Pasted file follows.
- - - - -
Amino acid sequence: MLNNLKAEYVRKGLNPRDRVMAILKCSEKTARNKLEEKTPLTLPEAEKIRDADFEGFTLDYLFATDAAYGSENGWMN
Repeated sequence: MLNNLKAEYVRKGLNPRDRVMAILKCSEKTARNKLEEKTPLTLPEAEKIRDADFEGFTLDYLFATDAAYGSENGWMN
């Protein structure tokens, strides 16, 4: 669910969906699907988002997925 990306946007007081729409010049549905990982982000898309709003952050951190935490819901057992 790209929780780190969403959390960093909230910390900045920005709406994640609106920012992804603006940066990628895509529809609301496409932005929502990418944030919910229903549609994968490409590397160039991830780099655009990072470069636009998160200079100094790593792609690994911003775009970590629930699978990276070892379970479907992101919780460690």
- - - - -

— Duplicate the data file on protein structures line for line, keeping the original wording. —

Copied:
Amino acid sequence: MLNNLKAEYVRKGLNPRDRVMAILKCSEKTARNKLEEKTPLTLPEAEKIRDADFEGFTLDYLFATDAAYGSENGWMN
Repeated sequence: MLNNLKAEYVRKGLNPRDRVMAILKCSEKTARNKLEEKTPLTLPEAEKIRDADFEGFTLDYLFATDAAYGSENGWMN
């Protein structure tokens, strides 16, 4: 669910969906699907988002997925 990306946007007081729409010049549905990982982000898309709003952050951190935490819901057992 790209929780780190969403959390960093909230910390900045920005709406994640609106920012992804603006940066990628895509529809609301496409932005929502990418944030919910229903549609994968490409590397160039991830780099655009990072470069636009998160200079100094790593792609690994911003775009970590629930699978990276070892379970479907992101919780460690």